According to Mr. Xi, one example of “various forms of democracy” is the local people’s congresses (the local versions of the National People’s Congress). On the desks of the halls of the local people’s congresses are anonymized voting buttons that symbolize Chinese democracy. Mr. Xi also said, “People consult with each other on a variety of problems in daily life, such as whether or not to install an elevator in a condominium building, deciding on the time and place for disposing of household garbage, and when to open and close the condominium building’s security gates to ensure both safety and convenience. This is another form of democracy. Rather than deciding everything all at once with a single vote, the people can consult with each other beforehand, and express their opinions openly on a website. Figuring out how to solve these kinds of issues in the civil sector is one type of service to society.”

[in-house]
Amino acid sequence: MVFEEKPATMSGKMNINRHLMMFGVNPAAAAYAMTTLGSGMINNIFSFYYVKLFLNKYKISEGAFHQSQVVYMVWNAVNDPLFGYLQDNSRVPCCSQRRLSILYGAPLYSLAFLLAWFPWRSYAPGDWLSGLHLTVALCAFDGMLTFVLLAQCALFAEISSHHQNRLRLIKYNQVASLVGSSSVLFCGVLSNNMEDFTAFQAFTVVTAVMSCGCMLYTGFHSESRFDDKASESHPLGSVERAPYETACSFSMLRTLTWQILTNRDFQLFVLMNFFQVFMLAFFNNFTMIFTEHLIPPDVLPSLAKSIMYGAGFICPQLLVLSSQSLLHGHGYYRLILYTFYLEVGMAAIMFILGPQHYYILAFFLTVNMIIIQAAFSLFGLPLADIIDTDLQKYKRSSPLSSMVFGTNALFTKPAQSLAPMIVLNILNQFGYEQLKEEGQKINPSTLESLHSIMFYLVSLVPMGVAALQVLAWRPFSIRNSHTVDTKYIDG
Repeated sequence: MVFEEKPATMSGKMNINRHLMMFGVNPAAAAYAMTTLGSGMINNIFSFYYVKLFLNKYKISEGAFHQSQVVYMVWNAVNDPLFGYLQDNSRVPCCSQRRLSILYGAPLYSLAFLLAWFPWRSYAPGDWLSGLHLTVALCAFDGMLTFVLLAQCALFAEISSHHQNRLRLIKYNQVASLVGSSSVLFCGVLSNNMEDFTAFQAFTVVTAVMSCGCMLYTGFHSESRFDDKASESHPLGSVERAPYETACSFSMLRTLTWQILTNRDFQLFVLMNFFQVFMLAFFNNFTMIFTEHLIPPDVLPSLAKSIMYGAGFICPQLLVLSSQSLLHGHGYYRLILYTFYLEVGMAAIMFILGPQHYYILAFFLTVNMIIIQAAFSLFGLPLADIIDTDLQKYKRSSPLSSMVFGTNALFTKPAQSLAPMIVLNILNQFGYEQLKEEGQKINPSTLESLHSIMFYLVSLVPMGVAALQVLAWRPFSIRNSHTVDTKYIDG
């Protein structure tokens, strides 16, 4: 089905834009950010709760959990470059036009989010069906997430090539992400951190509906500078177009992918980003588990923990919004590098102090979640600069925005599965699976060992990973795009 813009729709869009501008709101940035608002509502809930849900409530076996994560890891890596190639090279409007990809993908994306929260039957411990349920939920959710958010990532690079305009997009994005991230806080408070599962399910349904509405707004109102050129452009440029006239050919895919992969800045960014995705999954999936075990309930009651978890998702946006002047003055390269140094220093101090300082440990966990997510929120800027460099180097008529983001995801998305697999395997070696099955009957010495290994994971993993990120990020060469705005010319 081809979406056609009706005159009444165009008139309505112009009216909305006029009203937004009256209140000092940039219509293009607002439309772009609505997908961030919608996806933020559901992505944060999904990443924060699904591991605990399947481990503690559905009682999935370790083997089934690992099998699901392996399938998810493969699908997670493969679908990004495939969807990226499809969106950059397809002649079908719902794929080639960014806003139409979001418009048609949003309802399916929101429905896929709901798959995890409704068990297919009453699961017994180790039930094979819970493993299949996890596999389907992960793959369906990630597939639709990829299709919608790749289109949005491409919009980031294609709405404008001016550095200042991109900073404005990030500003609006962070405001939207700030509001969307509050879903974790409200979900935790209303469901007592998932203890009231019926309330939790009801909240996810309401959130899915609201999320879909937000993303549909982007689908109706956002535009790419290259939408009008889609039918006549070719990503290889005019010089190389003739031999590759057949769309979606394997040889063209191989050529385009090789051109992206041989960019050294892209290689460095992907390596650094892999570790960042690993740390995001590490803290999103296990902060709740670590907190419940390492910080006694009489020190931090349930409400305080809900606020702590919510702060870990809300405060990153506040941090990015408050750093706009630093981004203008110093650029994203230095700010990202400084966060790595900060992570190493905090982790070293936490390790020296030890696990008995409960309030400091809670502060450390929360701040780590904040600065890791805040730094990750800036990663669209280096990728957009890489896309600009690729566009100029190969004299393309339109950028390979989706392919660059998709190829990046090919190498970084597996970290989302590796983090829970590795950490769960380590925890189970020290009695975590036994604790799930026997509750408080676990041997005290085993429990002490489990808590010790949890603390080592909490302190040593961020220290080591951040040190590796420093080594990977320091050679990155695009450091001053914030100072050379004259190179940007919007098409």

I’m probably not the only one who finds these remarks to be somewhat unusual.
In Hong Kong, protestors are now conducting fierce demonstrations, seeking the very democracy that Mr. Xi talked about. His words must ring hollow to almost everybody.
However, we must consider the fact that the events in Shanghai on November 2 were not reported until November 13, after the China International Import Expo had ended on November 10. It will become increasingly clear that Mr. Xi’s carefully crafted strategic goals lie behind this fact.
Advancing “Blockchain Plus” Strategy Centered on Shanghai